From the Worldwide Faith News archives www.wfn.org
Accused Killer of Guatemalan Presbyterians Seeks
04 May 1996 16:06:14
96108 Accused Killer of Guatemalan Presbyterians Seeks
Passport; Seven Mayan Presbyterians Get New Death Threats
by Alexa Smith
LOUISVILLE, Ky.--A fugitive accused of killing two Guatemalan Presbyterians
reportedly tried to get a passport to leave Guatemala within days of seven
Presbyterians receiving renewed death threats.
The threats came again from Jaguar Justiciero, a death squad that some
speculate has ties to Victor Roman, the alleged murderer.
Since recipients of the threats included members of Guatemala's
Congress who part are of a newly formed progressive party called the New
Guatemala Democratic Front, the Sisterhood of Mayan Presbyteries believes
that "poor pastors" are in grave danger.
Kaqchiquel Presbytery members threatened include pastors Lucio
Martinez and Victor Tuctuc; presbytery moderator Margarita de Similox and
Maximiliano Solis, who testified last month before the Inter-American
Commission on Human Rights of the Organization of American States and who
met with national religious leaders and members of Congress through the
Presbyterian Church (U.S.A.) Washington Office; Juan Garcia, who took over
the human rights work of murdered pastor Manuel Saquic; the Rev. Vitalino
Similox, executive secretary of the Conference of Evangelical Churches of
Guatemala; and Eliseo Calel, a young elder.
Most of those threatened are reportedly now in hiding with their
"They're saying [the Presbyterians] are guerrillas ... so that is on
the police record," says former moderator and Baltimore Presbytery
executive the Rev. Herb Valentine. "If they turn up dead, that's the
excuse. They're trying to establish these people as guerrillas by
Baltimore Presbytery has a partnership agreement with Kaqchiquel
Presbytery. Eleven U.S. Presbyterians from Maryland are in Guatemala now
seeking to better understand the problems there and to organize a program
to sell Guatemalan crafts in the U.S., with the program's first sales set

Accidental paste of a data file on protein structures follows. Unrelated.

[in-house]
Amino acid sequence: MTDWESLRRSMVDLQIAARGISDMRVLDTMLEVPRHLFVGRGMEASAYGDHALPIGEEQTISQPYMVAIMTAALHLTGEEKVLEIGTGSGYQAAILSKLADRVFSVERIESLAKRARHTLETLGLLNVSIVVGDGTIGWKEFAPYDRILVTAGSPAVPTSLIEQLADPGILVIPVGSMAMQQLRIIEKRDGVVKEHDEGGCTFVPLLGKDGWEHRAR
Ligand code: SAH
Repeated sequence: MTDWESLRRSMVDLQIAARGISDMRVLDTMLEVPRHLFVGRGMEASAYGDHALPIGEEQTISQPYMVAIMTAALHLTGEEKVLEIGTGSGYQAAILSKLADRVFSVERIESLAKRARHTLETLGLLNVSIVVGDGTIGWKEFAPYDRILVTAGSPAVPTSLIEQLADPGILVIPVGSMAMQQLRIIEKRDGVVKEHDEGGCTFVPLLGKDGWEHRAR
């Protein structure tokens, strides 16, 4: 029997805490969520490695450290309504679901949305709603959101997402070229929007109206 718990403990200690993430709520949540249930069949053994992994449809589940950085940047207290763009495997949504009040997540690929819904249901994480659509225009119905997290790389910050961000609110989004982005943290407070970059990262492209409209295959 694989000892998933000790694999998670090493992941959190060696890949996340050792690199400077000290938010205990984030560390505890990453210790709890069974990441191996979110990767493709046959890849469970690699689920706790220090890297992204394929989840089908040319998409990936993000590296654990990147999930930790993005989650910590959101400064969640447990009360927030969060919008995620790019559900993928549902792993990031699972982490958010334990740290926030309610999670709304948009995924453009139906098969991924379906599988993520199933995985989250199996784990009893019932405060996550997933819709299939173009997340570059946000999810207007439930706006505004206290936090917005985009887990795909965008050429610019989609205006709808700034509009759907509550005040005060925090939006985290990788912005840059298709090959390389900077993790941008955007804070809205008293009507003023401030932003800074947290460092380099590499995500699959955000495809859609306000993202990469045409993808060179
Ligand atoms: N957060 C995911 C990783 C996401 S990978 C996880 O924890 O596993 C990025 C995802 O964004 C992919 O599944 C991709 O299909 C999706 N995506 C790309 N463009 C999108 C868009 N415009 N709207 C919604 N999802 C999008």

for the upcoming General Assembly.
"What it boils down to," said Valentine of the continuing threats, "is
that Roman is being protected. And they [the death squad] are trying to
intimidate these people to take the heat off Roman.
"It's brute intimidation."
That assessment is shared by Anne Manuel of Human Rights Americas, an
organization based in Washington, D.C. Intimidation, she says, is nothing
new and neither is watching both the military and the police completely
ignore arrest warrants. What is revelatory here is that a former military
commissioner like Roman apparently feels enough pressure to "make himself
scarce," as Manuel said.
"Undoubtedly he has good ties to people in the armed forces, whether
it is in Chimaltenango or in Guatemala City," she said, alluding to Roman's
years reporting to the Chimaltenango military base commander -- who then
reports to higher-ups within the Ministry of Defense. "And those
benefactors could easily arrange for him to get [a passport] or false
Whether Roman actually obtained a passport is unknown. No passport
photos or documents for Roman or his son turned up during an investigation
last week of Guatemala City's immigration offices. But Fernando Penados of
the Office of Human Rights of the Archbishop of Guatemala concedes that it
is also possible that false documents were used or that all the records
were not turned over.
"It's hard to find out if he already left the country," said Penados.
"We're trying to investigate but we don't know yet."
Roman's son was reported to be seeking a passport as well. Two of his
sons are also tied to the Guatemalan military, though reports vary as to
their exact jobs.
Penados told the Presbyterian News Service that Roman has "friends" at
the Chimaltenango military base and that he was reportedly seen there in